The alarmingly huge methane gas leak from a damaged well in the Aliso Canyon storage field near Porter Ranch in Los Angeles County seems to be under control at last.

A relief well reached the base of the leaking well on Thursday, and workers were able to begin pumping heavy liquids to control the flow of gas, a first step. It could take several more days to pump concrete into the well to seal it permanently.

Even without a monstrous leak like this one, which spewed more gas into the atmosphere than than any other facility in California, the Aliso Canyon field releases methane into the atmosphere around it every day. Methane is one of the most harmful greenhouse gases.

Some 4,000 residents in Porter Ranch were relocated by the well owner, Southern California Gas, a subsidiary of Sempra Energy. Many suffered nausea and headaches from an additive to the gas, and many also suffered nosebleeds, a symptom which is so far unexplained.

Charles Lester is shown the door


This week the California Coastal Commission fired its executive director, Charles Lester. It's the first time the commission has taken such an action in its 40-year history.

After hearing testimonials from many of the hundreds of people who showed up to support Lester's tenure, the commissioners voted to fire him during a one-hour closed session. Escondido's Olga Diaz, a city council member, participated as an alternate to Commissioner Greg Cox of Chula Vista, who could not attend. Diaz voted to dismiss Lester.

Some environmentalists view the dismissal and replacement of Charles Lester as a "coup," engineered by lobbyists and developers who want more coastal development. Commissioners said those charges were groundless and were primarily pushed by the media.

Chavez leaves Senate race

Assemblyman Rocky Chavez, R-Oceanside, dropped out of the race for Democrat Barbara Boxer’s Senate seat this week, and he did it at the start of a debate on KOGO Radio.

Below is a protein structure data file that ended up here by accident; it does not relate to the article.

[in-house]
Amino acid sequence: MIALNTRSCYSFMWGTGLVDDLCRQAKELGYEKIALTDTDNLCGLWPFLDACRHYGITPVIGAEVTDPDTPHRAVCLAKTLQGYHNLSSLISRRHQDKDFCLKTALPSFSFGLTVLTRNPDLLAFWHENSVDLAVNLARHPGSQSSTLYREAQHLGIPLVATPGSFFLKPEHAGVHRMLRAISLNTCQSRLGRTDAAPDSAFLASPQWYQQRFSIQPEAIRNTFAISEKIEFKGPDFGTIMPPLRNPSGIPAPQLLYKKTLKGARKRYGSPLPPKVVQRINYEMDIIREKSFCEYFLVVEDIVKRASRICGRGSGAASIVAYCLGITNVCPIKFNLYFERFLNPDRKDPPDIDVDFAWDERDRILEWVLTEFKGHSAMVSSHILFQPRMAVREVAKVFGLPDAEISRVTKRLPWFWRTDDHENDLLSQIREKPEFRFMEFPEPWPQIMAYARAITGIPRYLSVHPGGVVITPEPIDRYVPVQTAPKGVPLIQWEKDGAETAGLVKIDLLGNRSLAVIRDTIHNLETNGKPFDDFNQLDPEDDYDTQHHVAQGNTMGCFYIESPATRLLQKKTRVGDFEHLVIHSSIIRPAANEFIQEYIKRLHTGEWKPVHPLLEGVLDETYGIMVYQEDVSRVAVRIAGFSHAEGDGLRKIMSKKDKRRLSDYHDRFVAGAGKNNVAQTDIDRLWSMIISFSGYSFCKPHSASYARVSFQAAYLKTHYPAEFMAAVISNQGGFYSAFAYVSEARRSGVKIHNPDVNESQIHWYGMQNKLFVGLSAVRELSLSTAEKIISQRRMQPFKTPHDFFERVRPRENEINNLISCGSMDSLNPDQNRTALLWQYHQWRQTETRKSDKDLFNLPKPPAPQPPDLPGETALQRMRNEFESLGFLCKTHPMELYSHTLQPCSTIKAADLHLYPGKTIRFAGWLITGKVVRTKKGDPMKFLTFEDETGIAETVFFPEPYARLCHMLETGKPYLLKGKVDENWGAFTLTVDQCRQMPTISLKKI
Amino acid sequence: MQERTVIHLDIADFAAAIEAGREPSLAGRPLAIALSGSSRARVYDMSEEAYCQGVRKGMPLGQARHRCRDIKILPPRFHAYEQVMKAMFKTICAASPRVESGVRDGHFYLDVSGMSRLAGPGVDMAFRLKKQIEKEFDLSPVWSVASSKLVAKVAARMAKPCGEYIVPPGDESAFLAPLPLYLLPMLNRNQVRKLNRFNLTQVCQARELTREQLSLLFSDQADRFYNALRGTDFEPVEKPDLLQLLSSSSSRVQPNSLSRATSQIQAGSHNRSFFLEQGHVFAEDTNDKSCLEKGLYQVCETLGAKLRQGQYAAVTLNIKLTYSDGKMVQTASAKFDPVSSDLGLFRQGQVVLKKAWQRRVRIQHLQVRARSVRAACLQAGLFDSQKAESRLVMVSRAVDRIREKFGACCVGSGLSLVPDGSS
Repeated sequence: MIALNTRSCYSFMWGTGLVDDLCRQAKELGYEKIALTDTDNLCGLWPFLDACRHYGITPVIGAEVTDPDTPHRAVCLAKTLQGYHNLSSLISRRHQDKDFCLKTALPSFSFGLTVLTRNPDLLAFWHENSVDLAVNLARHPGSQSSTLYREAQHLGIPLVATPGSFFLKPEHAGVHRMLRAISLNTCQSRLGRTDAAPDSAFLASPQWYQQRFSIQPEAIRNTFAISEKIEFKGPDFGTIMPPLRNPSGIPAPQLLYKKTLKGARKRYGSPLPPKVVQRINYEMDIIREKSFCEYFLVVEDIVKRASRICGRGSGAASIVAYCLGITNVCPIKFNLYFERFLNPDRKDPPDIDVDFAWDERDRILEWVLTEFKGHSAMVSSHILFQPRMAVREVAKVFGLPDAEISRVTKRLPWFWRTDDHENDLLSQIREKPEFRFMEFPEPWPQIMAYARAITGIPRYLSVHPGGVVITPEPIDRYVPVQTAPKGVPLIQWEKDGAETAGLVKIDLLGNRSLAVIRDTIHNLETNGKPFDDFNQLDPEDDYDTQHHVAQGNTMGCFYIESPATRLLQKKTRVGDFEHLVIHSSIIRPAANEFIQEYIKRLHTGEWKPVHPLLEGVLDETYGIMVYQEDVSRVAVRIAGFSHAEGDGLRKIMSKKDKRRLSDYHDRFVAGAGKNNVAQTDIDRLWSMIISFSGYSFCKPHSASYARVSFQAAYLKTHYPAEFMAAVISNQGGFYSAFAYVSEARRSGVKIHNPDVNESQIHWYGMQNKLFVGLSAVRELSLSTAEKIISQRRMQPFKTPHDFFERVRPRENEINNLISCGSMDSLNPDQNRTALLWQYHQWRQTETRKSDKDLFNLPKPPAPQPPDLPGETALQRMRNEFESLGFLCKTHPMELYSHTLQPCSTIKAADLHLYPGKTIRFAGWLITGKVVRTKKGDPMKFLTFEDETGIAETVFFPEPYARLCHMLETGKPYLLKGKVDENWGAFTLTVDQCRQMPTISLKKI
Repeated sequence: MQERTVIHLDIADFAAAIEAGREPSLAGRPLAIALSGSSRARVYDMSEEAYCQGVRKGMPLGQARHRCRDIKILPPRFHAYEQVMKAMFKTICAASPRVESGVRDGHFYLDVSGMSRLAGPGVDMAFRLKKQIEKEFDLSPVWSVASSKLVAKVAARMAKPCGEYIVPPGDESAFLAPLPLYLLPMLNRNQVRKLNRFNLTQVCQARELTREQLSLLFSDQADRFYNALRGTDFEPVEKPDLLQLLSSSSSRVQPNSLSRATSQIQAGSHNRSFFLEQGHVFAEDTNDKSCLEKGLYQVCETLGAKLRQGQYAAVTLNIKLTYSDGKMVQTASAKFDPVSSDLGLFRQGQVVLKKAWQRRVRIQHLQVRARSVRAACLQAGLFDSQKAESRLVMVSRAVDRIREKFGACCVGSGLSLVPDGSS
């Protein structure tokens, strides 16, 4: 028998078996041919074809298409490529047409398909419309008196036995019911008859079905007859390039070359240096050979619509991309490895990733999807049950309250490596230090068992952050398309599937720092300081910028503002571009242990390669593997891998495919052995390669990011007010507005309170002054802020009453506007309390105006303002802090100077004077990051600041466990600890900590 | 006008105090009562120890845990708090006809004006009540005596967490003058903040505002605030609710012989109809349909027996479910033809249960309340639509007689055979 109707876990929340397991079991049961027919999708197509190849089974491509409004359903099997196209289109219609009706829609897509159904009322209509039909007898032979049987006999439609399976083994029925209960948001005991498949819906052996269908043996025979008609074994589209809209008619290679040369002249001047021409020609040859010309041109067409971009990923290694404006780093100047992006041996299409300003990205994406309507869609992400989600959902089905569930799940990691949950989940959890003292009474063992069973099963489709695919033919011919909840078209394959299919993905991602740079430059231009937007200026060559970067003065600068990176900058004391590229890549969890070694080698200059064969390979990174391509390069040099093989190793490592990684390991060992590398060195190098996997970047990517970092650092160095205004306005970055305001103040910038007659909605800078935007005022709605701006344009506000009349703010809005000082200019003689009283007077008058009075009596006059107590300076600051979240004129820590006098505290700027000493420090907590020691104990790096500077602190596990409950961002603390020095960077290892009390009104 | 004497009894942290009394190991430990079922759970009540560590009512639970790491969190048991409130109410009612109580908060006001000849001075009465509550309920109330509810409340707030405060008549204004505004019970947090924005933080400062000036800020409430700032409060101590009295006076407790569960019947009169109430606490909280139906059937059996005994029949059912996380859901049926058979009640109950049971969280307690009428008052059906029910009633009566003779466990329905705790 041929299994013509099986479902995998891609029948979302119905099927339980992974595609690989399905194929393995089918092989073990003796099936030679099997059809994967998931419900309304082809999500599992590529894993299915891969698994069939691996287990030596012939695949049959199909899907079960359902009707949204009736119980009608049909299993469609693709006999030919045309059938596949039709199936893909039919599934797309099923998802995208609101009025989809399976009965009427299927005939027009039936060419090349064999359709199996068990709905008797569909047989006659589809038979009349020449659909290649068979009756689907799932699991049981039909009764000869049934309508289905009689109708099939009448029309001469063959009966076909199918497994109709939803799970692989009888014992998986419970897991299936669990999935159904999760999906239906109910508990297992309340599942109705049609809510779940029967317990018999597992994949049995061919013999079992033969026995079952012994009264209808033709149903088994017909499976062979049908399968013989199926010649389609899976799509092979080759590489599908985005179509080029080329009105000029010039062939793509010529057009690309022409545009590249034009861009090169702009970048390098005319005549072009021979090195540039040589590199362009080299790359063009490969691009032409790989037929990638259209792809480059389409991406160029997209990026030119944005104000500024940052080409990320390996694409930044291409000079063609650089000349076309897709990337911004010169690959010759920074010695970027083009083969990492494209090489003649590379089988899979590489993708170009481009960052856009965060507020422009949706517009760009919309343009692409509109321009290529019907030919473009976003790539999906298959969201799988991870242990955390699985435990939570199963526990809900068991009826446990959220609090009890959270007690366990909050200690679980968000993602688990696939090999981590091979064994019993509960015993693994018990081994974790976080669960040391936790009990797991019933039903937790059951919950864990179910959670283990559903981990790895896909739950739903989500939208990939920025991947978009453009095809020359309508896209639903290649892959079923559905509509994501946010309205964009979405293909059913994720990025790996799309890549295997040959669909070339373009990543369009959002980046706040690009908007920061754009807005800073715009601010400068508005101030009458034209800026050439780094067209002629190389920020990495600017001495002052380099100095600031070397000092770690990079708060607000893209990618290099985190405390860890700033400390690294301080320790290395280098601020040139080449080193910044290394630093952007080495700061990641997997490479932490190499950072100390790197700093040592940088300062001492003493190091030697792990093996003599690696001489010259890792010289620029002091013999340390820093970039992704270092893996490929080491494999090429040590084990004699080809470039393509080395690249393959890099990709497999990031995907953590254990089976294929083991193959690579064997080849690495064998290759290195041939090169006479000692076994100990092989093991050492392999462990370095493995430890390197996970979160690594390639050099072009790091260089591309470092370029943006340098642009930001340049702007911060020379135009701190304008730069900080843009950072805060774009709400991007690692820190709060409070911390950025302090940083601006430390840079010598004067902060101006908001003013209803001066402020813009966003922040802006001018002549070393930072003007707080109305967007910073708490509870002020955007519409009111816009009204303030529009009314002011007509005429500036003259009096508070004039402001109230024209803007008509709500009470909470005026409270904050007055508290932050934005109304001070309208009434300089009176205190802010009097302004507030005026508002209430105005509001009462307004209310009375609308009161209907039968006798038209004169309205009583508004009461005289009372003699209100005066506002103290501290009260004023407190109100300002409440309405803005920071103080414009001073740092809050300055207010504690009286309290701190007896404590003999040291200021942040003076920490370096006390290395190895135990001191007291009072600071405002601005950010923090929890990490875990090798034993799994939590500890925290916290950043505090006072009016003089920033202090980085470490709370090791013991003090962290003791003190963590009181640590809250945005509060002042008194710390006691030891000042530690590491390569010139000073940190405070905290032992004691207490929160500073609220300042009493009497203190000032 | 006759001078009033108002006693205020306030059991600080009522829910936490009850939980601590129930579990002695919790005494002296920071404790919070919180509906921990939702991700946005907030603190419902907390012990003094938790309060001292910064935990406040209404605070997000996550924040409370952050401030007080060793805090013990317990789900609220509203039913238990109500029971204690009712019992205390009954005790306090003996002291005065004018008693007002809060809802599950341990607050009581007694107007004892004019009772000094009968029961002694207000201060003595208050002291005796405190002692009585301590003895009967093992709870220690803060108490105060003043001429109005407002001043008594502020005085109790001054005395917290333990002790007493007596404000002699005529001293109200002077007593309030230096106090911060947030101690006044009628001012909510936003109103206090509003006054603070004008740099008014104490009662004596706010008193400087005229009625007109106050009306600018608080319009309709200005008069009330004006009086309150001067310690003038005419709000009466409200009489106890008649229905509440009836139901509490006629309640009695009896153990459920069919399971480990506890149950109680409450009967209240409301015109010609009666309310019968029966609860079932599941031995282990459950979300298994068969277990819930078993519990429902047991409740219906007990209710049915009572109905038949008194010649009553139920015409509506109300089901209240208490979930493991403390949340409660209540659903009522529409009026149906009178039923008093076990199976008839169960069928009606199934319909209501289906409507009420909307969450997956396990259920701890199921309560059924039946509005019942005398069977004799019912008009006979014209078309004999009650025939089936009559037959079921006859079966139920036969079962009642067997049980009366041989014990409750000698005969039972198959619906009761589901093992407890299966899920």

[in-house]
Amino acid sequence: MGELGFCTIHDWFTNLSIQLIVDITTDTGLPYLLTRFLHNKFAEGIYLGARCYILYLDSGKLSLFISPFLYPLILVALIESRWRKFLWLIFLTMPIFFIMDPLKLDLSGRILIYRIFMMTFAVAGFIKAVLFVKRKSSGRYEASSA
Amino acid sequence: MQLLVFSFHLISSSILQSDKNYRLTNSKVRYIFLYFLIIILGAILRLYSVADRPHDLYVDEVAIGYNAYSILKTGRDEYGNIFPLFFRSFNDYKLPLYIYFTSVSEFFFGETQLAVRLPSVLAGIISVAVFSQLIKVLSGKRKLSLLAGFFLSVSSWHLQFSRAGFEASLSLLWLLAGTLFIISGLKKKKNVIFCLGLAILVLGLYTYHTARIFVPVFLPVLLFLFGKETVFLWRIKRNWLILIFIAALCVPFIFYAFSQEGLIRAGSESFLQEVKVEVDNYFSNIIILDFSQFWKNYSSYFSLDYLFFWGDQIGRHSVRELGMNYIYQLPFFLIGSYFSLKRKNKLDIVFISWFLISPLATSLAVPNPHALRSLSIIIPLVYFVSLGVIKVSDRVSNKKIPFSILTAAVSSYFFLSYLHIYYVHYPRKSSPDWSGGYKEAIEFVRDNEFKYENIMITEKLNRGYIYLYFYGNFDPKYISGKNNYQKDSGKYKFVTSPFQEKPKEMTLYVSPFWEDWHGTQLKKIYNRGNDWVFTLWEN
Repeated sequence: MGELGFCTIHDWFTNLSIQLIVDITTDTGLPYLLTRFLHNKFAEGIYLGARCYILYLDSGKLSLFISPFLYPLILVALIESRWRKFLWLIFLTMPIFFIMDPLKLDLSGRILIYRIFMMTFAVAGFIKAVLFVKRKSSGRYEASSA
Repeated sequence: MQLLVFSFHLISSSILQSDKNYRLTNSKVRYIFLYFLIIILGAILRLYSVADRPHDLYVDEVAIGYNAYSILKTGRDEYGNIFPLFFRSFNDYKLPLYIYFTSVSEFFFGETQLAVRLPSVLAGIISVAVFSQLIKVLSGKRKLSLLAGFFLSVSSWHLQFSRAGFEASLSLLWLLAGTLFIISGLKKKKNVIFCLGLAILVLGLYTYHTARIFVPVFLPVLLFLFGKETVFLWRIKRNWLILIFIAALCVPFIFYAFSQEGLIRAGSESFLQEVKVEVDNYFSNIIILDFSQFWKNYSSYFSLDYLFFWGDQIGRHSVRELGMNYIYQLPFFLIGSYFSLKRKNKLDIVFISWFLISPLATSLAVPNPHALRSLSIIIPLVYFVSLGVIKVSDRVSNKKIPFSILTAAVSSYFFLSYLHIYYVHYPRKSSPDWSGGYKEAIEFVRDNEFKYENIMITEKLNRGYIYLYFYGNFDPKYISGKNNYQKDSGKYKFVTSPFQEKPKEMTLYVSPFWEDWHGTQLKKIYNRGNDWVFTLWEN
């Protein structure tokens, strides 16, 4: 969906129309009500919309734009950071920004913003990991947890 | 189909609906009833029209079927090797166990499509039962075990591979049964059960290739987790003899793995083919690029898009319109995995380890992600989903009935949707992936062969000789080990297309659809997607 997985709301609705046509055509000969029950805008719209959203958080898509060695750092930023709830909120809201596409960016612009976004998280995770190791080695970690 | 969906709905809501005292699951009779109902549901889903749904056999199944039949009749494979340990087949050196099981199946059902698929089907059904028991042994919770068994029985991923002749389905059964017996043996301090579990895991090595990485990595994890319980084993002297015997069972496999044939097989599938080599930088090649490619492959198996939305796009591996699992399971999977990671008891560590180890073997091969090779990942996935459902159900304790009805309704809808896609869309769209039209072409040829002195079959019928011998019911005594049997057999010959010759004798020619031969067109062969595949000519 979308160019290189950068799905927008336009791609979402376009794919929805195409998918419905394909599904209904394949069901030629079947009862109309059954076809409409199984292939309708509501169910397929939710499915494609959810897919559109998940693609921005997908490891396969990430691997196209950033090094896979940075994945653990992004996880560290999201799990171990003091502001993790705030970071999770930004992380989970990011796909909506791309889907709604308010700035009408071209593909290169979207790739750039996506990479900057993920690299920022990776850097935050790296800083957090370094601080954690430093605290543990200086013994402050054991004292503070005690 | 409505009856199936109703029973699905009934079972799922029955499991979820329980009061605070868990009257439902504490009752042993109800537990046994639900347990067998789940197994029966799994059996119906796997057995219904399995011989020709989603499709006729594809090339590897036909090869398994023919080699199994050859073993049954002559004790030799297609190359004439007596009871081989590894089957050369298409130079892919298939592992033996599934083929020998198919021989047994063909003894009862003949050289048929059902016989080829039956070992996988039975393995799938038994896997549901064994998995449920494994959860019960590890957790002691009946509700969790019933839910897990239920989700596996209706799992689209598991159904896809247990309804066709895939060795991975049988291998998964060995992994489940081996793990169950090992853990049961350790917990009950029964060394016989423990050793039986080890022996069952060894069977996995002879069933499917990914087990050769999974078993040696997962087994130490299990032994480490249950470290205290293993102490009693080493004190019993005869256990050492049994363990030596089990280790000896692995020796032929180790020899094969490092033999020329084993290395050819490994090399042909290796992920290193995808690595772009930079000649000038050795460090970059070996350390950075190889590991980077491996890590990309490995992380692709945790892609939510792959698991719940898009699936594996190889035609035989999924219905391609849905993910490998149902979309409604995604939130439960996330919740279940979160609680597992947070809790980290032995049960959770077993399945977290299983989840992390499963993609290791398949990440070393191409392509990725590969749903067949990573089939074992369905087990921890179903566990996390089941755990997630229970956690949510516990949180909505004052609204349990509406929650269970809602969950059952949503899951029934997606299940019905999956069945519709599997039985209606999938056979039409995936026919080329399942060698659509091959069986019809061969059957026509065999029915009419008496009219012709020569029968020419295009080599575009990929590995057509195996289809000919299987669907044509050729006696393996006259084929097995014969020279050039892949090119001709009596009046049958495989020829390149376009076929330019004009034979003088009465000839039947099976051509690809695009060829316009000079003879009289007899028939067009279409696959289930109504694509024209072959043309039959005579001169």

Chavez had been polling ahead of his two Republican challengers, Duf Sundheim and Tom Del Becarro, but was lagging well behind Democrats Kamala Harris and Loretta Sanchez in fundraising.

Chavez said he was uncertain if his exit would boost the chances of a Republican to take the seat, believing the two remaining candidates are too traditionally Republican to win in California.

Meanwhile, Sanchez continues to make statements that make news. In December she told Larry King that 5 to 20 percent of the world’s Muslims wanted to form a caliphate, a form of Islamic government led by a religious leader considered a successor to the Prophet Muhammad.

Sanchez repeated that assertion to Capital Public Radio in January.

Veteran suicides in San Diego County

Twenty-seven San Diego veterans suffering from depression or post-traumatic stress disorder committed suicide between 2014 and the first half of 2015.

The San Diego Union-Tribune compiled these dismal statistics using information from the San Diego County Medical Examiner, which tracks military status in its data.

Relatives and friends of those veterans who died revealed frustration and dissatisfaction with care provided by the Veterans Administration in San Diego.

The issues they cited include federal privacy laws, which may prevent informing family of a veteran’s troubles; a revolving door of health care providers; access to guns; and an antiquated VA system.